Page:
If you had to guess, what would you think “F-sand” is? Whatever your answer, I’ll be mightily impressed if you said a cheap and effective water filtration medium made from sand and plant materials. But that’s exactly what it is. This newly developed process comes from researchers at Carnegie Mellon University's Biomedical Engineering and Chemical Engineering Departments, and it may be the answer to providing clean and safe drinking water for the roughly 2.1 billion people who lack that security.
To get an idea for just how many people 2.1 billion is, let’s do some basic math. Our current world population is 7.6 billion. Of those 7.6 billion, 2.1 billion, or 27%, or more than ONE IN EVERY FOUR PEOPLE do not have access to safe drinking water. And with climate change, it’s only going to get worse. So, the point is, we are desperately in need of new, cheap ways to filter water.
Back to F-sand. Using proteins from the Moringa oleifera plant, a tree native to India that grows well in tropical and subtropical climates, the researchers were able to improve upon a pre-existing idea. See, the seeds of this tree are already used for basic water purification but the water that is filtered with this strategy only produces water that is potable for approximately 24 hours. In order to improve this system, co-author of the study, Stephanie Velegol, adhered the proteins of the tree’s seeds to the surface of silica particles from sand. The result was a process that both kills microorganisms and reduces turbidity by sticking to particulate and organic matter that can be washed away. And voila! F-sand!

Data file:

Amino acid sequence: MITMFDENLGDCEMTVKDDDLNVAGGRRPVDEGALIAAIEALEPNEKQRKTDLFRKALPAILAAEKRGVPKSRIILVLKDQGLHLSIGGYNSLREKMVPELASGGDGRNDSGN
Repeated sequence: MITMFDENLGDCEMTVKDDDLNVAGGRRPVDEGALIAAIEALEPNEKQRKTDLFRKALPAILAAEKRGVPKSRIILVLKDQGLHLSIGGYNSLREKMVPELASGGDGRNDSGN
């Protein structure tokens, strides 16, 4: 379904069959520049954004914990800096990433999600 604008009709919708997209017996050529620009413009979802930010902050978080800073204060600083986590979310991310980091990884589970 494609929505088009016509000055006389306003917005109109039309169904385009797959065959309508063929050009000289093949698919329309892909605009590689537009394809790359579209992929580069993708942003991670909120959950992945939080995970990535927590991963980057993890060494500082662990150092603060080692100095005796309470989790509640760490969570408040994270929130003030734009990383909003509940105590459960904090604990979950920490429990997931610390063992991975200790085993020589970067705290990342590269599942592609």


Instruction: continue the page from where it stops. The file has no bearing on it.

There are other perks about the F-sand process in addition to its versatility and accessibility in developing regions. First-off, it’s a reusable technology. Also, the fact that it uses proteins from a plant that is already cultivated for oils and doesn’t rely on those oils in order to function means that people can use the tree for both purposes – to increase economic gains by selling oil as well as filter water via the proteins needed for F-sand. Another perk: further research conducted by the scientists determined that the seed proteins in F-sand were able to efficiently adhere to the silica particles and suspended contaminants in both soft and hard water conditions. (Water hardness refers to the amount of dissolved minerals in the water.) The significance of this is that the process will work in a wide variety of conditions with different water hardness, just like what is actually found out in the field. Lastly, because F-sand requires a low concentration of seed proteins, there is a lower initial investment cost and it is easy to conserve materials.
In the end, it’s its simplicity which is its biggest asset. Referring to the challenging task of bringing effective water filtration to developing regions, co-author Bob Tilton says, "It's an area where complexity could lead to failure -- the more complex it is, the more ways something could go wrong. I think the bottom line is that this supports the idea that the simpler technology might be the better one."